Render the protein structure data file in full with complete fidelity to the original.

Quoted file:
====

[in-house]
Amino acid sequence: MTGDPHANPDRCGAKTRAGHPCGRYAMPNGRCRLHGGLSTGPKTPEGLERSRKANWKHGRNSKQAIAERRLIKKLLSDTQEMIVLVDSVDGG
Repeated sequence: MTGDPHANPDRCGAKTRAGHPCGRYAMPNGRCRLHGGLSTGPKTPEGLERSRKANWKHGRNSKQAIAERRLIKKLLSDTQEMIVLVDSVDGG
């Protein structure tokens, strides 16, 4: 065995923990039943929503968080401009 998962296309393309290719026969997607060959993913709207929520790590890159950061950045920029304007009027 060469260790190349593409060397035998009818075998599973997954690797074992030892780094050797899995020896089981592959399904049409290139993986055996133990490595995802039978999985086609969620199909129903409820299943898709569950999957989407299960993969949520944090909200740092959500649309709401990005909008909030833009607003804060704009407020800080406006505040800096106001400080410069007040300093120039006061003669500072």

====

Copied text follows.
[in-house]
Amino acid sequence: MTGDPHANPDRCGAKTRAGHPCGRYAMPNGRCRLHGGLSTGPKTPEGLERSRKANWKHGRNSKQAIAERRLIKKLLSDTQEMIVLVDSVDGG
Repeated sequence: MTGDPHANPDRCGAKTRAGHPCGRYAMPNGRCRLHGGLSTGPKTPEGLERSRKANWKHGRNSKQAIAERRLIKKLLSDTQEMIVLVDSVDGG
């Protein structure tokens, strides 16, 4: 065995923990039943929503968080401009 998962296309393309290719026969997607060959993913709207929520790590890159950061950045920029304007009027 060469260790190349593409060397035998009818075998599973997954690797074992030892780094050797899995020896089981592959399904049409290139993986055996133990490595995802039978999985086609969620199909129903409820299943898709569950999957989407299960993969949520944090909200740092959500649309709401990005909008909030833009607003804060704009407020800080406006505040800096106001400080410069007040300093120039006061003669500072």